Solar Physics

, Volume 291, Issue 9–10, pp 2869–2890 | Cite as

How Deep Was the Maunder Minimum?

  • N. V. Zolotova
  • D. I. Ponyavin
Sunspot Number Recalibration


One of the most enigmatic features of the solar history is the Maunder minimum (MM). We analyze reports of solar observers from the group-sunspot-number database. Particular attention is given to short notes that resulted in an underestimation of the sunspot activity. These reports by Derham, Flamsteed, Hevelius, Picard, G.D. Cassini, and Fogel are found to address the absence of sunspots of great significance, which could signify a secular minimum with a majority of small short-lived spots. Up to Schwabe’s discovery of the solar cycle, sunspots were considered as an irregular phenomenon; sunspot observations were not dedicated to the task of sunspot monitoring and counting. Here, we argue that the level of the solar activity in the past is significantly underestimated.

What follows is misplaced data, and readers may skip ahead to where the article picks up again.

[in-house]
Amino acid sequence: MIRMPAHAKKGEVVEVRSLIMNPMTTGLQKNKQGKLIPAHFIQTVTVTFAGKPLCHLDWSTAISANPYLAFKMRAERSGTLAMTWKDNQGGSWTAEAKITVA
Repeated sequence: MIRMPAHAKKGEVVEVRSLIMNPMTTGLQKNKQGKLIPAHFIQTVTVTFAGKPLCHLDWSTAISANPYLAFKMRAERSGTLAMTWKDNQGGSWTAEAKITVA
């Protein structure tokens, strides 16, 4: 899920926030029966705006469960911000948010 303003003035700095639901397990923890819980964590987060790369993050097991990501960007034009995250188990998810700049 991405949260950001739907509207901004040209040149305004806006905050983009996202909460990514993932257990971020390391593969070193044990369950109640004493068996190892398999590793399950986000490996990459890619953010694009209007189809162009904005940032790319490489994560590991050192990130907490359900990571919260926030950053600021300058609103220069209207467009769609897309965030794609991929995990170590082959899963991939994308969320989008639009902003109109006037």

Sunspots Sun: activity 



We use data from the Royal Greenwich Observatory, United States Air Force, National Aeronautics and Space Administration (RGO/USAF/NOAA: ), the revised version of Greenwich Photoheliographic Results (GPR) sunspot catalogue provided by the Debrecen Heliophysical Observatory (DHO: ), regular solar observations at the Kislovodsk Mountain Astronomical Station GAS GAO ( ), the database by Hoyt and Schatten (1998) provided by the National Geophysical Data Center (NOAA/NGDS: ), and the average group number provided by Svalgaard and Schatten (2016).

The reported study was funded by RFBR according to the research projects No. 15-02-06959-a and No. 16-02-00300-a.

Disclosure of Potential Conflicts of Interest

The authors declare that they have no conflicts of interests.


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© Springer Science+Business Media Dordrecht 2016

Authors and Affiliations

  1. 1.St. Petersburg State UniversitySt. PetersburgRussia
  2. 2.Pulkovo Astronomical ObservatoryRussian Academy of SciencesSt. PetersburgRussia

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